Clients so often say to me, “We really do need pictures in our house, but there is always something more important.” Buying art may not be a priority in the never-ending cycle of purchasing items we need as part of modern life, but living with a good painting is undoubtedly life enhancing and we all need some of that!
When I moved house recently I was struck by how pictures make a “home”. The furniture was in place, the internet was finally working, we had sat together for a family meal in the new kitchen, but it was a few weeks before we got around to hanging some pictures on the walls. Suddenly everything fell into place and the house felt like home. I do not believe this is because the pictures were familiar - the impact would have been the same had it been an entirely new collection of art. It is the act of punctuating the walls with little breaths of other lives, ideas and perspectives that make the home feel a rounded whole.
Bringing art into the home does two things, one on a purely visual level, and one on an intellectual level.
Image:World of Interiors
On a visual level, imagine a home with all your favourite
objects and furniture, carefully selected to your particular taste. Influenced as we are by interiors of the day promoted by prominent style leaders and designers, we choose furniture, fittings and fabrics which fit into a particular genre. These are often mass-produced, watered-down copies of the next designer’s work. We group all our objects and furniture together to make an interesting whole, but you would be hard pushed to say that someone somewhere doesn’t have the same sofa / coffee table / houseplant / Morrocan rug arrangement. We struggle over fashionable paint companies, bravely picking out a colour we haven’t ever painted a room in before only to open a magazine or instagram post and see another version of the same. So imagine this room, finished to your highest design ideals with blank walls. Imagine you are hanging a collection of your own carefully selected paintings and prints in that room. Suddenly, the space springs to life. Having these original jewels on the wall creates a layering, a texture that wasn’t there before. It doesn’t have to be a gallery wall stuffed with paintings, but it does need an artist’s hand about the place for the eye to springboard, to move about the room joyfully and with interest. Good art in a beautiful room is like a butterfly coming to rest on a flower, it looked good before, but now it looks unique – and complete.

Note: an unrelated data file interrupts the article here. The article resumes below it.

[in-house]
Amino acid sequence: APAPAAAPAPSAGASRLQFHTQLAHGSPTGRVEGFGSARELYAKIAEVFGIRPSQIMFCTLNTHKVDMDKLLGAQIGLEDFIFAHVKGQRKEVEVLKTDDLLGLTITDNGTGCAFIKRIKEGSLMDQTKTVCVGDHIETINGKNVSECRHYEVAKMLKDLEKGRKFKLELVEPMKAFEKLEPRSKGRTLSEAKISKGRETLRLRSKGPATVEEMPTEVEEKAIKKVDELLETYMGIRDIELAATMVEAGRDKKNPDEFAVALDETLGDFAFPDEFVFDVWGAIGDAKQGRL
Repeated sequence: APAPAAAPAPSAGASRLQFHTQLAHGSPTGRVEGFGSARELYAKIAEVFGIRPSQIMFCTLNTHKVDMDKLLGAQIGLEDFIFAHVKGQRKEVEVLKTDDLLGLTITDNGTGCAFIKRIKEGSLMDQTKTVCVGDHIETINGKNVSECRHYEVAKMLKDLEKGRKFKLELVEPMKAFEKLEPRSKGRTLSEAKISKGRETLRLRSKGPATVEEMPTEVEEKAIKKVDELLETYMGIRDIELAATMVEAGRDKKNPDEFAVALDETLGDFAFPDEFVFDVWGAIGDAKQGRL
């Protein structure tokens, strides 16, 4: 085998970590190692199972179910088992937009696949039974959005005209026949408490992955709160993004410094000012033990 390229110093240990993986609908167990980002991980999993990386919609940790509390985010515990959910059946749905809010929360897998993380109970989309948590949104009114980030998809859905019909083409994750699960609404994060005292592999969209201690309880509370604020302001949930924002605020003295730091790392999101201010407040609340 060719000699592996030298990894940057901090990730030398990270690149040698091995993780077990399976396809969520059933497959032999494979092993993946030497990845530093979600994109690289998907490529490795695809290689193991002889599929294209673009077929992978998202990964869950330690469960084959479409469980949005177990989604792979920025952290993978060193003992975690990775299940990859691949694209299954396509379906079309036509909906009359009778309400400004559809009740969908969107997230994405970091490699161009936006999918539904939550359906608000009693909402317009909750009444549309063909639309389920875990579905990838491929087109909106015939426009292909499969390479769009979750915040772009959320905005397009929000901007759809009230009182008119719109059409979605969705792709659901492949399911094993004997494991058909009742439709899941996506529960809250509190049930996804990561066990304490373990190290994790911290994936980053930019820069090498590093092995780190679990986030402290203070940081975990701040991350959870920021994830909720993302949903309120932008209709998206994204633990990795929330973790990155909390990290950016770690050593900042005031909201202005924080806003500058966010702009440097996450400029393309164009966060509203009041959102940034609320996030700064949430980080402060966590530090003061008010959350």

The intellectual level is slightly more fraught with danger. For most people, art seen in the solemn reverential cathedral of a public gallery is something different to art you are going to buy for your home. We visit public galleries or museums to consider work that has some value in the canon of art. These exhibitions represent a moment in time, a commentary on society or are charting the journey of an artist as he moves through his career. The scale and importance of art in a domestic setting may not compare to what is on view in a major gallery, but art in a home still provides a snap shot of the world beyond the confines of our daily existence. At worst, it’s a dreadful display of intellect and wealth, with art displayed not because the individual liked the work, but because they thought the style or value of the work reflected how they would like to be perceived themselves. At best it is a series of beautiful open windows depicting a view of another’s inspiration and life experience.
It is not lost on me that the houses I find most interesting are those belonging to artists. They more than anyone understand the qualities that art in your home bring to your daily life. I have never visited an artist’s home that is not filled with a fascinating variety of pictures and prints by themselves and by others. Perhaps it is because they are immersed in a creative world, and able to share and exchange paintings with their fellow artists that these homes brim with life. They feel open to new ideas, perspectives and colour. They embrace a different way of looking at things. They have an energy flowing out and in. They are not too reverential. They are playful.
So if we accept that art creates interest, balance and an important invitation to the outside world to come and speak to us from within our home then it is necessarily important that we continue to buy and display contemporary art. Hanging your grandparent’s collection of Victorian watercolours and book plates of birds may be a cheap option, but it’s also a lazy one. Punctuating with contemporary work, by living artists, with colours, life and landscape of the world we inhabit creates a dialogue between the old and the new which brings the old to life and sets the new in context.
Curating your collection can start and lead anywhere. Be it a piece you have coveted for years or an impulsive reaction to something which feels right now. Look, collect, cover your walls with art and breathe it in. Appreciate someone else’s skill, another’s message, a painter’s interpretation of a landscape you know, a composition of colour and shape which is new to you. Ask questions. Open your eyes. Cover your walls with art. And above all, do it with abandon and joy!
Image:World of Interiors